Keith Knight, in (Th)ink, brings up what seems like an obvious contradiction. Or paradox. Or simple case of hypocrisy. Joel Pett elaborates on the theme, taking it out of the courtroom and into the streets, or, at least, onto the steps of the courthouse.
Most commentators seemed to have locked on to the broccoli thing, with NPR even doing a piece on how the remarks about mandated broccoli may boost sales of the vegetable. At least NPR did it as a brite among their more serious examinations of the actual legal arguments. For other outlets, it was the main dish.
There is this to be said about the broccoli argument: The GOP had previously advanced a plan in which people would be required to buy health insurance, but exactly what type and level was not specified. So the point of the broccoli mandate objection, it could be argued, is not to the idea of requiring everyone to buy food, but to saying precisely what kind of food they can purchase.
Leaving the mandate in place but requiring that it be more flexible as to the available options.
But I haven't heard anyone advance that argument and few people have paid a lot of attention to Obama's pointing out that the Republicans originally favored universal health care. Even "Romneycare" is seemingly being swept away as a youthful indiscretion.
What Keef and Pett touch upon is the more critical, overarching issue of control, and how the self-proclaimed champions of freedom change the slogan at will from "Four legs good, two legs bad" to "Four legs good, two legs better" and back again, while their compliant sheep bleat along with whatever is posted on the wall at the moment.
We love our nation except when it makes actual demands upon us. And we despise disloyalty.
I was struck by this the other day because New Hampshire, having elected a lot of Tea Party candidates in the 2010 elections, now finds its legislature swamped with nuisance bills, bits of ideological nonsense most of which will not stick but some of which might.
One of them proposes a law that requires children to stand during the Pledge of Allegiance.
It's been pointed out that the Supreme Court has safeguarded the right of people not to participate in the Pledge, but apparently sitting quietly will be outlawed. At which point only outlaws will sit quietly. Good children who hate freedom and America and God will have to stand quietly.
Granted, American flag fetishism is an odd thing to begin with. We recoil in horror at Muslims who find depictions of the Prophet offensive, and lump them all in with the extreme fundamentalists who become violent when the Prophet is not only depicted but openly mocked.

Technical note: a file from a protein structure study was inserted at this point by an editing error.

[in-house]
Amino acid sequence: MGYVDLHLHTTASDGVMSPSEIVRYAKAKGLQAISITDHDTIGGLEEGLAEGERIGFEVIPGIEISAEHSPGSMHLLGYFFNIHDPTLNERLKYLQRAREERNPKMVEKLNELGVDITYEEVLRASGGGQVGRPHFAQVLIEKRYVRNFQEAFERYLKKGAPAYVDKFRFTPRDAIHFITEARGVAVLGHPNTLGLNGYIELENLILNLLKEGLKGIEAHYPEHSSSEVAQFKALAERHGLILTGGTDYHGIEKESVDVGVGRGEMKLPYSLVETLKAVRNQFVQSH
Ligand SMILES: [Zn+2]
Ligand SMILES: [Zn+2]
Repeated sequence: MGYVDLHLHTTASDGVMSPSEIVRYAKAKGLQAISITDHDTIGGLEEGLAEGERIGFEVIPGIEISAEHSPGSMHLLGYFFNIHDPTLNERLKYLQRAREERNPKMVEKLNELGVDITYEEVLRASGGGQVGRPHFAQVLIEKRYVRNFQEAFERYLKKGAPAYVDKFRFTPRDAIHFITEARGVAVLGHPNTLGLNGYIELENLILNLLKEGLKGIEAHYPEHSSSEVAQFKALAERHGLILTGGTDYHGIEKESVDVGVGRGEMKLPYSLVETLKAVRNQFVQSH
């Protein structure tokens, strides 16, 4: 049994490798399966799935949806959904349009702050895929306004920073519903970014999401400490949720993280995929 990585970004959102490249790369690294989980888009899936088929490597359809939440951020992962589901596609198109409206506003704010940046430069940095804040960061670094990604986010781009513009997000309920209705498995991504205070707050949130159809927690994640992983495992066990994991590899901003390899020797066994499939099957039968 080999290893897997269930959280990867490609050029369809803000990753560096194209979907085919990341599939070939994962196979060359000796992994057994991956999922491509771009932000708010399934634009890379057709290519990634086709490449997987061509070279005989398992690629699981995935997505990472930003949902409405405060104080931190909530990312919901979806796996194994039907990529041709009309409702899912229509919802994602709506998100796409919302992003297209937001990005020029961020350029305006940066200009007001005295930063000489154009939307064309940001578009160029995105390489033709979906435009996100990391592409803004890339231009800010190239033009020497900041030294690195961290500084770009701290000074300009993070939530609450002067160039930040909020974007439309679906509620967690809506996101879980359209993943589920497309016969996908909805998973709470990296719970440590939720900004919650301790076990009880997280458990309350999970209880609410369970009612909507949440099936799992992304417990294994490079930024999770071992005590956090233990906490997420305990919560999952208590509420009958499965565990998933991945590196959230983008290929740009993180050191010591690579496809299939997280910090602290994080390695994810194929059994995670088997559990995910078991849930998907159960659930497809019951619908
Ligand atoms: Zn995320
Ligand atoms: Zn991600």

And yet that same "kill them all and let God sort them out" crowd has no problem with amending the Constitution to criminalize insults to the flag.
That's an old story: "How canst thou say to thy brother, 'Brother, let me pull out the mote that is in thine eye,' when thou thyself beholdest not the beam that is in thine own eye?"
Still, you would think there would be a divide between those who most feverishly worship the national flag and those who most insistently proclaim the sovereignty of the states.
But how many of these little kids who are being required to stand each day and pledge allegiance to the flag, and to the republic for which it stands, will go without health coverage because the same people who demand a daily oath of fealty also insist that the federal government oversteps its bounds when it moves to give them something back?
All of which reminds me of how Mr. Dooley explained the war in the Philippines a century ago:
"Whin we plant what Hogan calls th' starry banner iv Freedom in th' Ph'lippeens," said Mr. Dooley, "an' give th' sacred blessin' iv liberty to the poor, down-trodden people iv thim unfortunate isles,—dam thim!—we'll larn thim a lesson."
"Sure," said Mr. Hennessy, sadly, "we have a thing or two to larn oursilves."
"But it isn't f'r thim to larn us," said Mr. Dooley. "'Tis not f'r thim wretched an' degraded crathers, without a mind or a shirt iv their own, f'r to give lessons in politeness an' liberty to a nation that mannyfacthers more dhressed beef than anny other imperyal nation in th' wurruld. We say to thim: 'Naygurs,' we say, 'poor, dissolute, uncovered wretches,' says we, 'whin th' crool hand iv Spain forged man'cles f'r ye'er limbs, as Hogan says, who was it crossed th' say an' sthruck off th' comealongs? We did,—by dad, we did. An' now, ye mis'rable, childish-minded apes, we propose f'r to larn ye th' uses iv liberty. In ivry city in this unfair land we will erect school-houses an' packin' houses an' houses iv correction; an' we'll larn ye our language, because 'tis aisier to larn ye ours than to larn oursilves yours. An' we'll give ye clothes, if ye pay f'r thim; an', if ye don't, ye can go without. An', whin ye're hungry, ye can go to th' morgue—we mane th' resth'rant—an' ate a good square meal iv ar-rmy beef. An' we'll sind th' gr-reat Gin'ral Eagan over f'r to larn ye etiquette, an' Andhrew Carnegie to larn ye pathriteism with blow-holes into it, an' Gin'ral Alger to larn ye to hould onto a job; an', whin ye've become edycated an' have all th' blessin's iv civilization that we don't want, that 'll count ye one. We can't give ye anny votes, because we haven't more thin enough to go round now; but we'll threat ye th' way a father shud threat his childher if we have to break ivry bone in ye'er bodies. So come to our ar-rms,' says we.